Chylomicron metabolism the exogenous pathway

The metabolism of chylomicrons is often called the exogenous pathway of lipoprotein metabolism. Exogenous means 'from outside the body', since this is the pathway for transporting fat from outside the body - in fact, fat which has been eaten. The pathway is summarised in Fig. 9.2. We have already seen how triacylglycerol and cholesterol are absorbed and re-esterified in the cells of the intestinal wall, and secreted as chylomicron particles, via the lymphatics, into the circulation (Section 3.3.3). The newly secreted chylomicron particles consist of a core of cholesteryl ester and triacylglycerol, with a surface of un-esterified cholesterol and phospholipid, and the apolipoproteins B48 and AI. There is just one molecule of apolipoprotein B48 per particle: the particle is synthesised in the enterocyte around this protein, which will stay with the particle throughout its lifetime. The particles also carry some apolipoprotein AIV, described in Section 3.2.3.2.

In the circulation, they interact with other particles, and some of the smaller apolipoproteins are passed from one particle to another, probably passively by diffusion down concentration gradients. In particular, chylomicrons rapidly acquire apolipoprotein CII, which makes them substrates for the action of lipoprotein lipase as they pass through capillaries of tissues expressing this enzyme

Box 9.2 Some important enzymes involved in lipoprotein metabolism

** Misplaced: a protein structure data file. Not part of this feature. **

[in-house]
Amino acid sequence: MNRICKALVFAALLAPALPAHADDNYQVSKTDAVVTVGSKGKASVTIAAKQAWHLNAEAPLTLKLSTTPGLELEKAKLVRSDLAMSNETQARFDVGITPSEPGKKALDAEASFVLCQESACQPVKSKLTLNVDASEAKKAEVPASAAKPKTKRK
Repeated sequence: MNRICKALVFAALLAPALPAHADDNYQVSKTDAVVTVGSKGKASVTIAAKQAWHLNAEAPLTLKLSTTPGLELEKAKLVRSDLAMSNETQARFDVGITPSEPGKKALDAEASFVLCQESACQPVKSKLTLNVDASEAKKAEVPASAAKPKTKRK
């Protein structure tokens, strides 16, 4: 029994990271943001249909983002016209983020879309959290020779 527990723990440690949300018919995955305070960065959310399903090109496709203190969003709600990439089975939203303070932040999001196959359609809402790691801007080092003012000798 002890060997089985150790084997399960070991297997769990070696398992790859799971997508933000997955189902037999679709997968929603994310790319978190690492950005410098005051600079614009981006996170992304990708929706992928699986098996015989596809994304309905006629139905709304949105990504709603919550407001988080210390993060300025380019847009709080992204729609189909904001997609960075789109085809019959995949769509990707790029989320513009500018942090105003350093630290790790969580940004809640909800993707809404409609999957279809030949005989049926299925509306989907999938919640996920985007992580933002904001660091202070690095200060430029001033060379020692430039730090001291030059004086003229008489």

Lipoprotein lipase (LPL)

This enzyme is found in a number of tissues outside the liver, particularly adipose tissue, skeletal muscle and heart muscle. Its role in lipid metabolism has already been discussed (Sections 4.5.3.1 and 6.2.4.2). It is synthesised within the cells of the tissue (e.g. the adipocytes or the muscle fibres) and exported to the capillaries, where it is attached to the endothelial cells. Here it is bound (non-covalently) to highly negatively charged glycosaminoglycan chains such as heparan sulphate. LPL acts on lipoprotein particles passing through the capillaries, hydrolysing triacylglycerol molecules to release non-esterified fatty acids which may be taken up into the tissue for esterification (and hence storage - mainly in adipose tissue) or oxidation (in muscle). It can only do this if the particles contain apolipoprotein CII (see Box 9.1). LPL activity in adipose tissue is stimulated by insulin, over a relatively long time-course (a few hours). In muscle it is slightly suppressed by insulin but its activity is increased by exercise (both acutely and by training).

Hepatic lipase (HL)

This enzyme is structurally related to LPL, but has a number of different characteristics. It does not require apolipoprotein CII for activity, and it is present in the liver. It has an affinity for smaller particles than does LPL: the significance of this will be discussed below. In addition, it will hydrolyse both triacylglycerol and cholesteryl esters. HL and LPL are members of the same family as pancreatic lipase, the principal enzyme of intestinal fat digestion (Section 3.2.3.3).